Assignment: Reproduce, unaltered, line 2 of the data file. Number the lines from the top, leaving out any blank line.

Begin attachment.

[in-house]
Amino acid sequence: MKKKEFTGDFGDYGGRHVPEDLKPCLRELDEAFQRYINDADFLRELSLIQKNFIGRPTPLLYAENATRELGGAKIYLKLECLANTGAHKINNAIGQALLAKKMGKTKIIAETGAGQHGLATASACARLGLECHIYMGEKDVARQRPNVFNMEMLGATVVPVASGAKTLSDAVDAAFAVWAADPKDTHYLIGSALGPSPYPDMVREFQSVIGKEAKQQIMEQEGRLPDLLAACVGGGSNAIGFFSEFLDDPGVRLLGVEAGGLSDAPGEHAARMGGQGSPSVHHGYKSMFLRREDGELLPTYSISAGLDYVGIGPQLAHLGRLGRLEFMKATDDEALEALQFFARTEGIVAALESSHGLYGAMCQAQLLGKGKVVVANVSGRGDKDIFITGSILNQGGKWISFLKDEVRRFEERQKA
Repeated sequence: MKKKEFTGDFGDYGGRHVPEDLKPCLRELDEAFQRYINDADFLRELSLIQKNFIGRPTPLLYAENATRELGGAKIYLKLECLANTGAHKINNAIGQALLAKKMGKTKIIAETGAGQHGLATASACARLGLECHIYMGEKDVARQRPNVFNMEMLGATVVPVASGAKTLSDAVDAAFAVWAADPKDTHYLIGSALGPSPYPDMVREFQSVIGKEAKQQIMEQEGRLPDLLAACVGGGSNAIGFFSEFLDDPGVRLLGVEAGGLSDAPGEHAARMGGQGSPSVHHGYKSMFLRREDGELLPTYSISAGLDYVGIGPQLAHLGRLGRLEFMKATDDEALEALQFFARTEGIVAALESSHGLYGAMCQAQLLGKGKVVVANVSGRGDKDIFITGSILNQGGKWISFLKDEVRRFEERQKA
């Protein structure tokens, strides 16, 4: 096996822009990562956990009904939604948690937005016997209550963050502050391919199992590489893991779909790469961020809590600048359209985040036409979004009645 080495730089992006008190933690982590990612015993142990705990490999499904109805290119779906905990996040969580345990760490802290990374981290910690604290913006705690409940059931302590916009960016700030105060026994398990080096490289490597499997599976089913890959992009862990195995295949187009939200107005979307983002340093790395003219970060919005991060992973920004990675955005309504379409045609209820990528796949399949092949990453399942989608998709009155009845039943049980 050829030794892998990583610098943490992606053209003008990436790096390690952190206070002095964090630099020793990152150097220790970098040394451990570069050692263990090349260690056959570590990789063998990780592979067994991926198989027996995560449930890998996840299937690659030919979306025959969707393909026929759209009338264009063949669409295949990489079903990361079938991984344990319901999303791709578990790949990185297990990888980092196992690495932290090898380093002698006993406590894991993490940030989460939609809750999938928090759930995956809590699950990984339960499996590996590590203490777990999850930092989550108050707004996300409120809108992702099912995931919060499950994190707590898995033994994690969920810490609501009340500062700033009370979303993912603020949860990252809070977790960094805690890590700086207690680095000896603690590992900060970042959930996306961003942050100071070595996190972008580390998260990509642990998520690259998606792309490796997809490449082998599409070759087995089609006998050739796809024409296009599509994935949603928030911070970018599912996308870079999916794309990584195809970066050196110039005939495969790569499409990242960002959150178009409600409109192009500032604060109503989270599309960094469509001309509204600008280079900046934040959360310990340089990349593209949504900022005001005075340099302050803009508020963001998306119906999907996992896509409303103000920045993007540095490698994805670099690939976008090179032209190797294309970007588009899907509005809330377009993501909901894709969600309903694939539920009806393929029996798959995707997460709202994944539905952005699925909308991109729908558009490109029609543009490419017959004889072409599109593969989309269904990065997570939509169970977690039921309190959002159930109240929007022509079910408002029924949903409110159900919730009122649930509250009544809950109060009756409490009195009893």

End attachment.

Amino acid sequence: MKKKEFTGDFGDYGGRHVPEDLKPCLRELDEAFQRYINDADFLRELSLIQKNFIGRPTPLLYAENATRELGGAKIYLKLECLANTGAHKINNAIGQALLAKKMGKTKIIAETGAGQHGLATASACARLGLECHIYMGEKDVARQRPNVFNMEMLGATVVPVASGAKTLSDAVDAAFAVWAADPKDTHYLIGSALGPSPYPDMVREFQSVIGKEAKQQIMEQEGRLPDLLAACVGGGSNAIGFFSEFLDDPGVRLLGVEAGGLSDAPGEHAARMGGQGSPSVHHGYKSMFLRREDGELLPTYSISAGLDYVGIGPQLAHLGRLGRLEFMKATDDEALEALQFFARTEGIVAALESSHGLYGAMCQAQLLGKGKVVVANVSGRGDKDIFITGSILNQGGKWISFLKDEVRRFEERQKA